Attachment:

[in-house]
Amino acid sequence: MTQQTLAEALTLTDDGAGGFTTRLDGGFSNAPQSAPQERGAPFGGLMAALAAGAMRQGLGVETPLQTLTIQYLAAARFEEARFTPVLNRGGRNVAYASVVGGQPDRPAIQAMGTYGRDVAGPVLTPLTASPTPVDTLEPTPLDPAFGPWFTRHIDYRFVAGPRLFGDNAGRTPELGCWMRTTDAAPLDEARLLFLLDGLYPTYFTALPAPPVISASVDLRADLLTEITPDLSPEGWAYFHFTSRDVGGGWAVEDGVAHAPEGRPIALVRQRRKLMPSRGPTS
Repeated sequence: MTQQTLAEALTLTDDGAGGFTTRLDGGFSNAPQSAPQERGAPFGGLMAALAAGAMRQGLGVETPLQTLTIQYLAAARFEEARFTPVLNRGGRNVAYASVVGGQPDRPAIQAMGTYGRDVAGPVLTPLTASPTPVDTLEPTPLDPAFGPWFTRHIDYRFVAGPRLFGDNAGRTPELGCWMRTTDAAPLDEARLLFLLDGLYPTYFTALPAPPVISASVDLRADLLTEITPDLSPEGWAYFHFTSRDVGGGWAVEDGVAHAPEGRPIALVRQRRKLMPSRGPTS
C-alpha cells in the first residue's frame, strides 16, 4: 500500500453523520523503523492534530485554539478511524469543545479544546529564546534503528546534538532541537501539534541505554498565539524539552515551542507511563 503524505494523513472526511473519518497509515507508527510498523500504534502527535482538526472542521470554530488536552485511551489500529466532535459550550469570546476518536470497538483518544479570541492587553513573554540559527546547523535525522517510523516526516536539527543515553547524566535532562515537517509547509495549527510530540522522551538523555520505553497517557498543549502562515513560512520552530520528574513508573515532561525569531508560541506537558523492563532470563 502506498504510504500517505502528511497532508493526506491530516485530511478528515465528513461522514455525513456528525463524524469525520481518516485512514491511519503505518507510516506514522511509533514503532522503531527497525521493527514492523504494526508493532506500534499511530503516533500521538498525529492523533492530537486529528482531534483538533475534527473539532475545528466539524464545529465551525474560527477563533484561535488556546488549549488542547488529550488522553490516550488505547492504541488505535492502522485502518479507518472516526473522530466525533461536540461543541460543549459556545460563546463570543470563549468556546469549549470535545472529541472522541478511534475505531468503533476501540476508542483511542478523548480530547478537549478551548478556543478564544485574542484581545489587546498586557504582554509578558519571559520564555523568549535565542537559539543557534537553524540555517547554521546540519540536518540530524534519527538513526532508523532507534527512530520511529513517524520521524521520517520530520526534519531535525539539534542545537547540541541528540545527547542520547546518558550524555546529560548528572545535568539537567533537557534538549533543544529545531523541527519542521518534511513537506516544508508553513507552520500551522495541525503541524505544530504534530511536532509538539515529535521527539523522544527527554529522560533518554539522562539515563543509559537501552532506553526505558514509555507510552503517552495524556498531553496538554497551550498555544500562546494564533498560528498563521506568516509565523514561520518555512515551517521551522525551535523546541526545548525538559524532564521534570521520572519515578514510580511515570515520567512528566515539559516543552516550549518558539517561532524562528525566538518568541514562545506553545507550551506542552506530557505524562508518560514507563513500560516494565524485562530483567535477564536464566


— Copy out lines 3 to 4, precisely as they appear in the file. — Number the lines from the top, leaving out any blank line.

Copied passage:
Repeated sequence: MTQQTLAEALTLTDDGAGGFTTRLDGGFSNAPQSAPQERGAPFGGLMAALAAGAMRQGLGVETPLQTLTIQYLAAARFEEARFTPVLNRGGRNVAYASVVGGQPDRPAIQAMGTYGRDVAGPVLTPLTASPTPVDTLEPTPLDPAFGPWFTRHIDYRFVAGPRLFGDNAGRTPELGCWMRTTDAAPLDEARLLFLLDGLYPTYFTALPAPPVISASVDLRADLLTEITPDLSPEGWAYFHFTSRDVGGGWAVEDGVAHAPEGRPIALVRQRRKLMPSRGPTS
C-alpha cells in the first residue's frame, strides 16, 4: 500500500453523520523503523492534530485554539478511524469543545479544546529564546534503528546534538532541537501539534541505554498565539524539552515551542507511563 503524505494523513472526511473519518497509515507508527510498523500504534502527535482538526472542521470554530488536552485511551489500529466532535459550550469570546476518536470497538483518544479570541492587553513573554540559527546547523535525522517510523516526516536539527543515553547524566535532562515537517509547509495549527510530540522522551538523555520505553497517557498543549502562515513560512520552530520528574513508573515532561525569531508560541506537558523492563532470563 502506498504510504500517505502528511497532508493526506491530516485530511478528515465528513461522514455525513456528525463524524469525520481518516485512514491511519503505518507510516506514522511509533514503532522503531527497525521493527514492523504494526508493532506500534499511530503516533500521538498525529492523533492530537486529528482531534483538533475534527473539532475545528466539524464545529465551525474560527477563533484561535488556546488549549488542547488529550488522553490516550488505547492504541488505535492502522485502518479507518472516526473522530466525533461536540461543541460543549459556545460563546463570543470563549468556546469549549470535545472529541472522541478511534475505531468503533476501540476508542483511542478523548480530547478537549478551548478556543478564544485574542484581545489587546498586557504582554509578558519571559520564555523568549535565542537559539543557534537553524540555517547554521546540519540536518540530524534519527538513526532508523532507534527512530520511529513517524520521524521520517520530520526534519531535525539539534542545537547540541541528540545527547542520547546518558550524555546529560548528572545535568539537567533537557534538549533543544529545531523541527519542521518534511513537506516544508508553513507552520500551522495541525503541524505544530504534530511536532509538539515529535521527539523522544527527554529522560533518554539522562539515563543509559537501552532506553526505558514509555507510552503517552495524556498531553496538554497551550498555544500562546494564533498560528498563521506568516509565523514561520518555512515551517521551522525551535523546541526545548525538559524532564521534570521520572519515578514510580511515570515520567512528566515539559516543552516550549518558539517561532524562528525566538518568541514562545506553545507550551506542552506530557505524562508518560514507563513500560516494565524485562530483567535477564536464566